Where: Chicago Shakespeare Theater, Navy Pier
When: through June 11
Phone: 312-595-5600By ANNE SPISELMAN
Adapting a hit film for the stage can be perilous, but the practice has only accelerated in recent years. Happily “Shakespeare in Love,” based on the beloved 1998 Academy Award-winning movie with a screenplay by Marc Norman and Tom Stoppard, avoids the pitfalls and exploits the possibilities of the transformation.
Lee Hall’s adaptation, which enjoyed a well-received world premiere in London’s West End (coproduced by Disney Theatrical Productions) and now is at Chicago Shakepeare Theater in a new production nicely directed by Rachel Rockwell, follows the film pretty closely. Much of the dialogue even comes directly from Norman and Stoppard, a boon because it bristles with wit and wisdom.
Besides being a romance and a fanciful riff on how Shakespeare might have found his voice and written “Romeo and Juliet,” the play is a paean to the theater by men obviously besotted by everything from the mystery of how shows elude impending disaster and come together to the business details. Toying with notions of art mirroring life and visa versa, it posits an Elizabethan England not so very different from our own time, except for the fact that women weren’t allowed on the stage and theater people were held in disrepute. For fans of the Bard and the period, it’s also an elaborate game with lines from his yet-to-be-written works popping up in unexpected contexts, and his contemporaries putting in appearances.
The action starts in 1593, and young Will (an engaging Nick Rehberger) has writers’ block. He’s trying to compose a poem that begins “Let me compare…” and can’t get beyond “thee,” when along comes his friend Kit Marlowe (Michael Perez, in one of the evening’s sparkling supporting performances), who generously helps him out. Considered the preeminent playwright of the day, Marlowe already had had great success with “Tamburlaine the Great” and “Doctor Faustus,” among others, and his relationship with Shakespeare and tragic fate are cannily incorporated to the extent that the actors trying out for Will’s new play all use a speech from one of Marlowe’s as their audition text.
That play is supposed to be “Romeo and Ethel, the Pirate’s Daughter,” but Will hasn’t written a word of it yet. He’s also promised it to, and gotten advances from, both Philip Henslowe (Larry Yando, with his usual sly comic timing), who runs the Admiral’s Men and owns the Rose Theatre, and Richard Burbage (Timothy D. Stickney, sublimely hammy), the leading actor who heads the rival Lord Chamberlain’s Men at the Curtain Theatre.
With Marlowe’s encouragement, Will finds the inspiration he needs when he falls in love with Viola de Lesseps (Kate McGonigle, charming and spirited), a rich merchant’s daughter who wants to be an actor so badly that she disguises herself as “Thomas Kent” and auditions for the part of Romeo. Given the motley crew already cast by the desperate Henslowe, Will is delighted by the newcomer even before he discovers her true identity and is totally smitten.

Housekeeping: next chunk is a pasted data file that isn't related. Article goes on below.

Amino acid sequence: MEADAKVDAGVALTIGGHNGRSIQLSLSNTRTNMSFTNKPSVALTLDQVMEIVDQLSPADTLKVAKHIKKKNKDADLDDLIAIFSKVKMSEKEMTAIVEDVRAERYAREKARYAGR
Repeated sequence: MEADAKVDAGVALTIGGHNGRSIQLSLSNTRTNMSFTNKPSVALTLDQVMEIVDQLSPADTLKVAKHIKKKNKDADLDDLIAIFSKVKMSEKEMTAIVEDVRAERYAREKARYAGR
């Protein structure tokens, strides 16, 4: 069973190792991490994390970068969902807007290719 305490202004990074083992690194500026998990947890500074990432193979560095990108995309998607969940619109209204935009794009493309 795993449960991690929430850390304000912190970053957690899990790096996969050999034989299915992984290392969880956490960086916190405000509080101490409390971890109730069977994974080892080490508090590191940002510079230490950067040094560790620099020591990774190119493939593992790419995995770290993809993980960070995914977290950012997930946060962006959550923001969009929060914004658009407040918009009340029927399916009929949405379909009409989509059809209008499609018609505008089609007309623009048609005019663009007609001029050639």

The heart of the story hinges on the way the affair between Will and Viola influences the creation of Will’s play, which is renamed “Romeo and Juliet” and morphs from a comedy into a tragedy. Viola is betrothed to Lord Wessex (Dennis Grimes) just as Juliet is to Paris, but she’s so upset when she learns Will is married and has children that she vows not to see him again. That is until she thinks he’s been killed and is overjoyed to find that isn’t the case.
Meanwhile, Will is wracked with guilt over what he believes is his part in Marlowe’s murder, and this shows up in the darkening tone of his play and the death of Mercutio, the role assigned to the Admiral’s Men’s leading actor Ned Alleyn (letter-perfect Luigi Sottile, who brings the stage to life). In the end, of course, the “real” people are more practical than those in the tragedy: Viola marries Wessex and sails off to Virginia; Will starts working on his next play, “Twelfth Night,” at the queen’s command, and no one kills him- or herself.
The sheer joy of a life in the theater shines through over and over. The acting bug even bites Hugh Fennyman (Ron E. Rains), the money man who at the beginning is ready to roast Henslowe over hot coals for nonpayment. Henslowe’s tailor (Scott Danielson), a stutterer cast in a small part, comes through loud and clear when he has to. Burbage and his men storm in with swords to get Will’s script in one scene, but when Edmund Tilney, Lord of the Revels (Jerre Dye) shuts down the Rose for indecent behavior, Burbage is the one who comes to the rescue by offering the Curtain. Indeed, the boy who hangs around wanting to play Ethel (Jake Helm alternating with Matthew Uzarraga) and causes the trouble also saves the day by swiping the script.
That boy-for whom the bloodier things are, the better-turns out to be John Webster, and Queen Elizabeth I’s reaction when she learns his name is one of the little insider jokes to delight aficionados. Linda Reiter is spot-on in the role and, on opening night, she even turned a seeming mechanical glitch into a comic triumph. She also delivers the verdict on Will’s “Romeo and Juliet” with the underlying message that love and art endure regardless of the vagaries of life.
Rockwell’s staging on Scott Davis’ revolving set flows well and has great musicality, thanks partly to a new score by musical director Neil Bartram (though I wish it had more of an Elizabethan tone). Credit for the striking lighting goes to Robert Wierzel, and Susan E. Mickey is responsible for the fine costumes. Special kudos to wig and make-up designer Richard Jarvie for Queen Elizabeth I’s hairdo and, in the excellent cast, to a feisty little pup named Dash who plays Spot (as in “out damned…”)- because the queen isn’t the only one who loves a dog.